But it added: “The impact of COVID-19 cannot be ignored: on the one hand, Government grants helped to keep the charity alive through 2020, but did not prevent staff redundancies, and on the other, the almost total inability to fulfil our charitable objectives by running sports sessions or room hirings severely curtailed fundraising efforts and income generation activities.”

The president thanked the Royal Borough, which he said has supported the charity financially through various funding streams, but he said it was important for a charity to be able to ‘wash its face’ and ‘stand on its own two feet’.

Mr Jenkins said that the charity benefited from three years of funding from the Royal Borough, which terminated at the end of last year.

“We all knew that was going to finish at the end of 2020,” Mr Jenkins said.

“It would be very easy to say: ‘it would be great for the council to fund all our needs’, but why should they do that, and deprive another charity?

“The Royal Borough have been very supportive of us, and they will continue to be so at this point in our story.

“I want to focus on what we have done, the fun, opportunities, friendships, over the years. We have all done the best we can, and explored every opportunity we could, to keep us going.”

Asked whether things may have looked different had the COVID-19 pandemic not have happened, Mr Jenkins added: “I think they would have looked a bit different – how different, I am not sure.

“COVID gave us the opportunity for Government grants but we had to lose a lot of our staff, and part of the problem now is a lack of people.”

The closure of a disability sports charity has led to concerns for the future sporting aspirations of the people who use the services.

Mr Jenkins said he hoped its swimmers will be able to carry on using the new Braywick Leisure Centre nearby.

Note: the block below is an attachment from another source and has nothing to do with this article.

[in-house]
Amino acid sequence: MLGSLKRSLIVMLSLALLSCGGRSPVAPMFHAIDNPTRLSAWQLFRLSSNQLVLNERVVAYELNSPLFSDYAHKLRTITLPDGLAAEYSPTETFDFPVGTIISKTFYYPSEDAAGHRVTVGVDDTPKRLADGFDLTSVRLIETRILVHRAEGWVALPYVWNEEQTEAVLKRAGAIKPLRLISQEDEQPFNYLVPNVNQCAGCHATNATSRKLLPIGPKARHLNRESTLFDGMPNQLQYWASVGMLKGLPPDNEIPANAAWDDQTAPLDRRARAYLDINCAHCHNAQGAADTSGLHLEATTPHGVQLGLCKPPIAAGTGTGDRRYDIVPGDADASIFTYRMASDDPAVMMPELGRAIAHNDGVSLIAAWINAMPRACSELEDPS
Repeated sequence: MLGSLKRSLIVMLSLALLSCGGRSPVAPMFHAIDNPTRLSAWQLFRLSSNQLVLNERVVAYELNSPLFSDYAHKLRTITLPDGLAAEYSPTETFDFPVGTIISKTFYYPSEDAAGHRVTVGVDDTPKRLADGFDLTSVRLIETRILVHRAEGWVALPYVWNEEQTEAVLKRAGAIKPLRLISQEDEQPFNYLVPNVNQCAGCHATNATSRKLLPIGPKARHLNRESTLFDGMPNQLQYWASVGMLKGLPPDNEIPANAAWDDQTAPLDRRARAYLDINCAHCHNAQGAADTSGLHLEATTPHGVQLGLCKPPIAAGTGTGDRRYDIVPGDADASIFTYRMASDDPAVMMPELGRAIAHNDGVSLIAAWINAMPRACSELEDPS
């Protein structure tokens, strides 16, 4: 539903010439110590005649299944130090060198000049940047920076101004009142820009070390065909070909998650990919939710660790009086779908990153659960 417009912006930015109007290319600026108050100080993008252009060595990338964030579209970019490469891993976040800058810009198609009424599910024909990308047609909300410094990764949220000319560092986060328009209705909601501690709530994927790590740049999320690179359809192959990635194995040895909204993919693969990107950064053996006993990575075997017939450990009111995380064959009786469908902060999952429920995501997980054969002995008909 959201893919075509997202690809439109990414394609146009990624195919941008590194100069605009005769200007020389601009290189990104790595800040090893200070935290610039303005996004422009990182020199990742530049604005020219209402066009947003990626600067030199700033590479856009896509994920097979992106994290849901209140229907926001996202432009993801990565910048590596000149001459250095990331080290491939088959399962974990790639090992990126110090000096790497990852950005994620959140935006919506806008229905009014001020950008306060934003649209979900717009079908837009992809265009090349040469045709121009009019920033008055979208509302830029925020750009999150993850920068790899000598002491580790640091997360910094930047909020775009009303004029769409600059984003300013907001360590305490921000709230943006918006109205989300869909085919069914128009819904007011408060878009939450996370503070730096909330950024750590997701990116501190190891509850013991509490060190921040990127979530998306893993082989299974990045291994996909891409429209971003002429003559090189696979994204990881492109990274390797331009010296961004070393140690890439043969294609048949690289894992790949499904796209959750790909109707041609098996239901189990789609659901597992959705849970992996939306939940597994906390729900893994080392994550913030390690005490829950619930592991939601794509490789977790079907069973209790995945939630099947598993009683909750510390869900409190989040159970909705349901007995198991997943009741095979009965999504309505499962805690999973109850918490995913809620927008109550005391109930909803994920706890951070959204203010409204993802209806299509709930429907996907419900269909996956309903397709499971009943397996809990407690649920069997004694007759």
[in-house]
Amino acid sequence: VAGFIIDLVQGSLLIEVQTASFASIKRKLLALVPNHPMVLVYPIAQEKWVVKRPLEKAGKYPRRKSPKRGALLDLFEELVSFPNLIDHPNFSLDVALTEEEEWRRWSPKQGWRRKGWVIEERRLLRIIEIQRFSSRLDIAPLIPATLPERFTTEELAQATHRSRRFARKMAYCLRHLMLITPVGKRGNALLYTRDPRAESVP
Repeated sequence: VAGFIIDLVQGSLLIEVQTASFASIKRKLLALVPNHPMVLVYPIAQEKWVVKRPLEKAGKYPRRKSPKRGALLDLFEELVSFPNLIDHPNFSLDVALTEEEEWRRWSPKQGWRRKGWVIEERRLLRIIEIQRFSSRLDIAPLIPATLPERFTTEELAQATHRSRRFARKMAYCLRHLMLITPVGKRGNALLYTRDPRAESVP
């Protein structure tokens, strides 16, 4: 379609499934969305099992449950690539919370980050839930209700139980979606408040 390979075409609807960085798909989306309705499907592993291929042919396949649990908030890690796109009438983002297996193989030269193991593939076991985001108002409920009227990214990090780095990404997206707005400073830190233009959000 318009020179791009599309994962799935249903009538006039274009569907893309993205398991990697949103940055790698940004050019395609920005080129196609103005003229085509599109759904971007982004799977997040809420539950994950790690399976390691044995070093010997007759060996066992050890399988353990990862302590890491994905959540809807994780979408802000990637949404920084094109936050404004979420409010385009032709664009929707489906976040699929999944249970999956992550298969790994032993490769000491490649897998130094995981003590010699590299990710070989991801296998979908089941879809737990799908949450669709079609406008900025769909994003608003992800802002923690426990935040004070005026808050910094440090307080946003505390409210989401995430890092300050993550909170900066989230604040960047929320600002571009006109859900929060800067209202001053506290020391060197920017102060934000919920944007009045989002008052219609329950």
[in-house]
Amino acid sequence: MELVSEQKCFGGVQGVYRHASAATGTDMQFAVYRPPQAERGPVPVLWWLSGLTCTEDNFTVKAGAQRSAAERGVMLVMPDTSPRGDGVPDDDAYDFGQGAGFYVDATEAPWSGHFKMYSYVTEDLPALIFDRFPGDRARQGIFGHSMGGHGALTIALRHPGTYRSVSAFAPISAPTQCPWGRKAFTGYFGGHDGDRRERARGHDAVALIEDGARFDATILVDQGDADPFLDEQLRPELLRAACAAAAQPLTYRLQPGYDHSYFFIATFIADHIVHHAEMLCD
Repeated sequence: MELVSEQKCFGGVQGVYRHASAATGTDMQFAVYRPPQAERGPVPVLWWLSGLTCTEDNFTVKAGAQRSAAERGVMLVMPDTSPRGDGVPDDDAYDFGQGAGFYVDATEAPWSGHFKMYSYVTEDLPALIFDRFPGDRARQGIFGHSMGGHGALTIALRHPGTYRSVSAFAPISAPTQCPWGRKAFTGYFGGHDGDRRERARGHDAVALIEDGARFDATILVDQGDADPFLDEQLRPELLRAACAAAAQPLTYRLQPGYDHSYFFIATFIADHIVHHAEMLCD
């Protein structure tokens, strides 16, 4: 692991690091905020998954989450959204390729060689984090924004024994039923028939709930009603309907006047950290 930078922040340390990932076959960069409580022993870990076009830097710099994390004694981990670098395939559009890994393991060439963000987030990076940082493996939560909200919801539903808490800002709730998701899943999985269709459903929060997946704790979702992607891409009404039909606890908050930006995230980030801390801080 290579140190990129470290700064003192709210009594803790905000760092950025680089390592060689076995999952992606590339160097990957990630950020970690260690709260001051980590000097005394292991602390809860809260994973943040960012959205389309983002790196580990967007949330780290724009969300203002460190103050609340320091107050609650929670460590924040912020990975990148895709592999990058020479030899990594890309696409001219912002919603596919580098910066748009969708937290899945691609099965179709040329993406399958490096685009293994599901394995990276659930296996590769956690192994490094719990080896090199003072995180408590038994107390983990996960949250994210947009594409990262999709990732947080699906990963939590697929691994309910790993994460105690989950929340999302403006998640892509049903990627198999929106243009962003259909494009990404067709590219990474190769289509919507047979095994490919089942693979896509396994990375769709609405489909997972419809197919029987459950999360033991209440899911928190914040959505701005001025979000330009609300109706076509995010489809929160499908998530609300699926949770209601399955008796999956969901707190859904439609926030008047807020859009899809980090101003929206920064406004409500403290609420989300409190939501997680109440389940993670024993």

He added that ‘there is always more to be done’ when it comes to furthering disabled sport.

“These changes do not happen overnight, it all takes some time. It is important that starts are made, and money is found,” Mr Jenkins said.

In a statement, the council’s deputy leader and cabinet member for leisure services, Councillor Samantha Rayner (Con, Eton and Castle), paid tribute to the charity and promised to support its members through this time.

“SportsAble has provided a fantastic resource to our community for the last 46 years and I would like to thank everyone for what they contributed. They have provided a legacy to the borough and we are grateful for all their work,” she said.

“I would like to thank John Jenkins as well as all the trustees who have worked hard to find a solution.

“Charities have faced a daunting future with the impact of COVID-19 and the ability to fundraise as well as use their facilities, and this has been a difficult decision for the SportsAble trustees.”

Cllr Rayner added: “The borough has supported SportsAble over recent years and it is very sad that despite their best efforts, without a reliable income stream to cover their costs, the trustees have concluded they have no choice but to close the charity.

“The borough will work with relevant partners to seek support for the former SportsAble members towards a sustainable alternative offer, as well as continue to work with parents, carers and individuals through our leisure centres which are all accessible and support more active lives for everyone.”